Market Education

The world of investing is driven by two, seemingly competing, philosophies: - Indexers believe the financial markets are efficient and that effective investing means a responsible but passive approach. Stick your money in index funds and let them do the work. We tend to see many business leaders in high-growth companies fall into this camp. - Active Managers believe the markets are not always efficient, and that taking an active, diligent approach will result in higher gains because you can take advantage of market inefficiencies.

In our last post about impact investing, defined as institutional investing aimed at social and environmental good, we predicted the practice would continue to grow in the coming years, propelled in part by the increasing number of millennials who are becoming investors. As a generation, millennials tend to align their values with their investment decisions, a principle we encourage and discussed in our post about younger investors a few months ago. As of 2012, about $3.74 trillion of total assets under management were impact investments, according to a study we referred to our September post.

The saying “picking up nickels in front of a steamroller” is a good metaphor for what it’s like to buy bonds today.  June 2013 was especially painful for virtually all types of bonds and serves as a reminder for how fast they can fall.  While the sell-off was likely overdone near term, most bonds remain very expensive if one believes in regression to the mean.

Here’s the dilemma: nobody knows when the tide will turn.  What we do know is strategies that have worked well in the past, such as individual bond ladders, bond index funds, and typical “core” bond mutual funds, are all at high risk of earning less than inflation for years to come.  Despite these hurdles, investors can achieve positive real returns if they are willing to approach this asset class differently than they may have in the past.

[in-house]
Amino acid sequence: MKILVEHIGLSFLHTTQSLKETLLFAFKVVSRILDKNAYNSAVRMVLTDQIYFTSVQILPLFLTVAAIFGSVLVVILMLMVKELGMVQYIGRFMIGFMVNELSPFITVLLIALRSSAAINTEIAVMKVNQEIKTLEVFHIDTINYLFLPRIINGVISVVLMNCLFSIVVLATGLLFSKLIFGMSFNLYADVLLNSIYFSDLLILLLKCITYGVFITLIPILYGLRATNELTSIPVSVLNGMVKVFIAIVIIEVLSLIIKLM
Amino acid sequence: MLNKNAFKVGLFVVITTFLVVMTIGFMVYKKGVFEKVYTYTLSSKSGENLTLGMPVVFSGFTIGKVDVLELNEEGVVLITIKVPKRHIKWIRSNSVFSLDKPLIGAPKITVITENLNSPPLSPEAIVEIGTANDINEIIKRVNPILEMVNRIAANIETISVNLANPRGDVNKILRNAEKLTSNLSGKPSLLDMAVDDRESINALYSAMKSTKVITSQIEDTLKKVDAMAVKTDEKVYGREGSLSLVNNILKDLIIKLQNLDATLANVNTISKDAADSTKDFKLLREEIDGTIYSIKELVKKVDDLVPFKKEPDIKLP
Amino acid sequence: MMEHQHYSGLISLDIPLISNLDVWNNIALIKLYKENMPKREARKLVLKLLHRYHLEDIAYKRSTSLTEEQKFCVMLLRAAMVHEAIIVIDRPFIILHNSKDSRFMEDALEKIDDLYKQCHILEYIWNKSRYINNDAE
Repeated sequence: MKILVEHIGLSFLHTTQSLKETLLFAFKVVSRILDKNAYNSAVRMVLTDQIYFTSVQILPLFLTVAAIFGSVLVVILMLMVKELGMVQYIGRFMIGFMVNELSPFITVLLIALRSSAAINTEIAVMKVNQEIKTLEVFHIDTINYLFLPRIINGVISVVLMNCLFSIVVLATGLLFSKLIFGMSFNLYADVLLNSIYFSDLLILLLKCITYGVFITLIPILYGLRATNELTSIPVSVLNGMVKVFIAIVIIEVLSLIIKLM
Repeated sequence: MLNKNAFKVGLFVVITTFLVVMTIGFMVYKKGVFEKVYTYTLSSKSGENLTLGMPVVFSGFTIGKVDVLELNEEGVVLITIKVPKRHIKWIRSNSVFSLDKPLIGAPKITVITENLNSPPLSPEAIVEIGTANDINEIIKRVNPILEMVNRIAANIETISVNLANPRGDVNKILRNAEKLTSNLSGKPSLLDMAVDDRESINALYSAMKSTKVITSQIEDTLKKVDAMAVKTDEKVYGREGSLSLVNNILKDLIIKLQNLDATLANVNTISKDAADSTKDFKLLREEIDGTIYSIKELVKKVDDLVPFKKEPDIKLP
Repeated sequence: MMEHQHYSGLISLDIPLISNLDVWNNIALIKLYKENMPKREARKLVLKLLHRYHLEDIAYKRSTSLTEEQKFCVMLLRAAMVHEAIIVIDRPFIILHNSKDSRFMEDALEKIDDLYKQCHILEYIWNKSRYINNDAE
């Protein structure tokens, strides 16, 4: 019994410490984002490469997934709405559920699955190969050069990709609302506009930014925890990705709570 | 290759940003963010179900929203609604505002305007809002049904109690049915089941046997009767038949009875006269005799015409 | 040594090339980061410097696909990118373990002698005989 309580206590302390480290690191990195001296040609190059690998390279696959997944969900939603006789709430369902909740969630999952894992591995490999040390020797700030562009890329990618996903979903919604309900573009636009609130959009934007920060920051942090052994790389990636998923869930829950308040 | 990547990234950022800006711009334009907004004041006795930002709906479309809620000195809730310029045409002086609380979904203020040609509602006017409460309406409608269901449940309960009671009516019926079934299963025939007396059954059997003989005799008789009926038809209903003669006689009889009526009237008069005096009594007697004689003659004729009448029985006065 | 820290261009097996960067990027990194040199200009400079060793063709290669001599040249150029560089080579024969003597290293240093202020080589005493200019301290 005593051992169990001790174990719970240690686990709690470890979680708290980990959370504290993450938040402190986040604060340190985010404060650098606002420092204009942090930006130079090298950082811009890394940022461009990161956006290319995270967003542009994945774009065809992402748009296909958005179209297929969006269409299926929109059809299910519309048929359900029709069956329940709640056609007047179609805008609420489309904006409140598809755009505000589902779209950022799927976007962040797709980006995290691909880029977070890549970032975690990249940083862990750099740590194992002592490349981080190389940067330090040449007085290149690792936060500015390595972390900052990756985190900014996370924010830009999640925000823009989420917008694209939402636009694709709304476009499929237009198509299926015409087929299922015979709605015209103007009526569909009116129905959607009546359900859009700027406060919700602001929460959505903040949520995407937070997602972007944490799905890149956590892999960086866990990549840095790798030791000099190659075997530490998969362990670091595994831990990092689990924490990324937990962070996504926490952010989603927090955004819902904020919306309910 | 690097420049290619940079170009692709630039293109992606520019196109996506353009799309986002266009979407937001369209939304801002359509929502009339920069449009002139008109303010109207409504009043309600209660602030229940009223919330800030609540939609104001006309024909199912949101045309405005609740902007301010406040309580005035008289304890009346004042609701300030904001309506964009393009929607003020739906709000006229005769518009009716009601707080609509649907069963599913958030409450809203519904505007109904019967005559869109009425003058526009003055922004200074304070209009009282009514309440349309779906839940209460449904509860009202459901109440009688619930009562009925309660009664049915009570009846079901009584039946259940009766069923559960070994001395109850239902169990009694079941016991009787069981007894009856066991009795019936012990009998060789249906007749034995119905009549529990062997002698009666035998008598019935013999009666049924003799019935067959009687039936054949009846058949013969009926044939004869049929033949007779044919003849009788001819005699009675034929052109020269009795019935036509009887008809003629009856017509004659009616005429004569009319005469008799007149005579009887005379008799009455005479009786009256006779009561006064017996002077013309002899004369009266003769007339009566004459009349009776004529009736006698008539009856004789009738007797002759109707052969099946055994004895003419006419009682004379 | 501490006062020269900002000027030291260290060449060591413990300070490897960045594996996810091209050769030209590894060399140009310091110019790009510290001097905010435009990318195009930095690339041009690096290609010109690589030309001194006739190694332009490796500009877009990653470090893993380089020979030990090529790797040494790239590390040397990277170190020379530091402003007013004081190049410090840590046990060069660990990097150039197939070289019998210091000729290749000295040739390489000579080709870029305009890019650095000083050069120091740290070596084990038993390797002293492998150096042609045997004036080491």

Spend Risk Wisely

To be successful and preserve wealth, one has to take risks.  The key is spending your risk budget in a way that rewards risk taking rather than penalizes it.  With the combination of historically low rates and an improving economy, it’s time to invest defensively on maturity, offensively on credit, and capitalize on niche opportunities that still offer value.  Emphasizing active bond managers that are specialized, nimble, and proven is also critical to navigating these waters.  This approach is not expected to increase risk; rather, it optimizes the potential return by changing the composition of the risk.

Risks to Avoid / Reduce

Risks to Accept

Interest Rate Risk

Credit Risk

Purchasing Power Risk

Currency Risk

Reinvestment Risk

Credit Spread